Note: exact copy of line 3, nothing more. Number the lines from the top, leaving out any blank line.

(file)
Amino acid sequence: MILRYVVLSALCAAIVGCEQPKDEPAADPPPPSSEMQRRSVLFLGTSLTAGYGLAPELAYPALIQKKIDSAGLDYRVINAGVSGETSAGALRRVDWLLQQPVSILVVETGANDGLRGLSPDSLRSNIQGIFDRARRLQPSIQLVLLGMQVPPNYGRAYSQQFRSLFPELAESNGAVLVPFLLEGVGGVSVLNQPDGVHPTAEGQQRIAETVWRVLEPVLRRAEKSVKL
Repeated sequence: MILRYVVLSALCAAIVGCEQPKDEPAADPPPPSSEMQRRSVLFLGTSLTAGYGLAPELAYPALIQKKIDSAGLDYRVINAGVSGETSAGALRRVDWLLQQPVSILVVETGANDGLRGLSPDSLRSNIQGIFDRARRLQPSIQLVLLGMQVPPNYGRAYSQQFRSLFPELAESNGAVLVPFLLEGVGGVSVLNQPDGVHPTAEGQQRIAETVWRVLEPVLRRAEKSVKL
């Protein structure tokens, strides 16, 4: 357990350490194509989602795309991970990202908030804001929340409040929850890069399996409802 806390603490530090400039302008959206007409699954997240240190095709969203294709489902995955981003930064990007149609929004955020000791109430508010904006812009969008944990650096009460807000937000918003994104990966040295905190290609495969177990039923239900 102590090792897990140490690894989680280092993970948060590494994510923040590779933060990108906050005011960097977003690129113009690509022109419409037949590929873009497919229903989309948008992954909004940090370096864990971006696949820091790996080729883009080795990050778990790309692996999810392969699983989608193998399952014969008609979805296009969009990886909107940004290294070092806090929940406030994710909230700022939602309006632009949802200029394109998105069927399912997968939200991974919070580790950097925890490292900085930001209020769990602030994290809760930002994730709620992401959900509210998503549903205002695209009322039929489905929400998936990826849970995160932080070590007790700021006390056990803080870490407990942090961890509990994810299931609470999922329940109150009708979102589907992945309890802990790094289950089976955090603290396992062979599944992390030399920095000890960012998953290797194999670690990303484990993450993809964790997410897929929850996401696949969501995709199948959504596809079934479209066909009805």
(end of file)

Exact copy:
């Protein structure tokens, strides 16, 4: 357990350490194509989602795309991970990202908030804001929340409040929850890069399996409802 806390603490530090400039302008959206007409699954997240240190095709969203294709489902995955981003930064990007149609929004955020000791109430508010904006812009969008944990650096009460807000937000918003994104990966040295905190290609495969177990039923239900 102590090792897990140490690894989680280092993970948060590494994510923040590779933060990108906050005011960097977003690129113009690509022109419409037949590929873009497919229903989309948008992954909004940090370096864990971006696949820091790996080729883009080795990050778990790309692996999810392969699983989608193998399952014969008609979805296009969009990886909107940004290294070092806090929940406030994710909230700022939602309006632009949802200029394109998105069927399912997968939200991974919070580790950097925890490292900085930001209020769990602030994290809760930002994730709620992401959900509210998503549903205002695209009322039929489905929400998936990826849970995160932080070590007790700021006390056990803080870490407990942090961890509990994810299931609470999922329940109150009708979102589907992945309890802990790094289950089976955090603290396992062979599944992390030399920095000890960012998953290797194999670690990303484990993450993809964790997410897929929850996401696949969501995709199948959504596809079934479209066909009805």